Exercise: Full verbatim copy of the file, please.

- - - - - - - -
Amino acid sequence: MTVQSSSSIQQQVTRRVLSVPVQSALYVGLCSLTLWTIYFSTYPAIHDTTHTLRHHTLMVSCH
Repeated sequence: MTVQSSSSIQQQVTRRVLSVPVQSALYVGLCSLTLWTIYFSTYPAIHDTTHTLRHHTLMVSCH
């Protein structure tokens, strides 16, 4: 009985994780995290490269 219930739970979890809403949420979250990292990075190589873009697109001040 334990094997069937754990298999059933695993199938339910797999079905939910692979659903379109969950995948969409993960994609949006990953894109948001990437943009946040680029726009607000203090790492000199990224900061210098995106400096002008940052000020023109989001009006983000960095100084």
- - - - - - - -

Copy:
Amino acid sequence: MTVQSSSSIQQQVTRRVLSVPVQSALYVGLCSLTLWTIYFSTYPAIHDTTHTLRHHTLMVSCH
Repeated sequence: MTVQSSSSIQQQVTRRVLSVPVQSALYVGLCSLTLWTIYFSTYPAIHDTTHTLRHHTLMVSCH
């Protein structure tokens, strides 16, 4: 009985994780995290490269 219930739970979890809403949420979250990292990075190589873009697109001040 334990094997069937754990298999059933695993199938339910797999079905939910692979659903379109969950995948969409993960994609949006990953894109948001990437943009946040680029726009607000203090790492000199990224900061210098995106400096002008940052000020023109989001009006983000960095100084």